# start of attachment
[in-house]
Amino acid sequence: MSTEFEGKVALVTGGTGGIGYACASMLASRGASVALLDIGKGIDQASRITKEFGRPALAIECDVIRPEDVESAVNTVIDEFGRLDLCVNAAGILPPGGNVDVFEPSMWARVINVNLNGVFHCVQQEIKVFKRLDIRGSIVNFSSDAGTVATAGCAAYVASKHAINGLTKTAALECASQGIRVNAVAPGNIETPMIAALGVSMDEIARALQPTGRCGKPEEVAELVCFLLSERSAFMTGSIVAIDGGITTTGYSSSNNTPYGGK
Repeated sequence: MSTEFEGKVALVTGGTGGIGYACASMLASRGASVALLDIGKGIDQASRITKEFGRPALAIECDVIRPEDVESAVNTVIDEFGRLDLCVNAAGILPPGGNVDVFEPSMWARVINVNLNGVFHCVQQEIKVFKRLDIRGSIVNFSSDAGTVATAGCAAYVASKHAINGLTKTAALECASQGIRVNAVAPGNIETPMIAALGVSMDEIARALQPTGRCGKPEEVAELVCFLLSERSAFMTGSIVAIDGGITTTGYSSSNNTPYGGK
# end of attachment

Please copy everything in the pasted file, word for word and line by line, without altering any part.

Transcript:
[in-house]
Amino acid sequence: MSTEFEGKVALVTGGTGGIGYACASMLASRGASVALLDIGKGIDQASRITKEFGRPALAIECDVIRPEDVESAVNTVIDEFGRLDLCVNAAGILPPGGNVDVFEPSMWARVINVNLNGVFHCVQQEIKVFKRLDIRGSIVNFSSDAGTVATAGCAAYVASKHAINGLTKTAALECASQGIRVNAVAPGNIETPMIAALGVSMDEIARALQPTGRCGKPEEVAELVCFLLSERSAFMTGSIVAIDGGITTTGYSSSNNTPYGGK
Repeated sequence: MSTEFEGKVALVTGGTGGIGYACASMLASRGASVALLDIGKGIDQASRITKEFGRPALAIECDVIRPEDVESAVNTVIDEFGRLDLCVNAAGILPPGGNVDVFEPSMWARVINVNLNGVFHCVQQEIKVFKRLDIRGSIVNFSSDAGTVATAGCAAYVASKHAINGLTKTAALECASQGIRVNAVAPGNIETPMIAALGVSMDEIARALQPTGRCGKPEEVAELVCFLLSERSAFMTGSIVAIDGGITTTGYSSSNNTPYGGK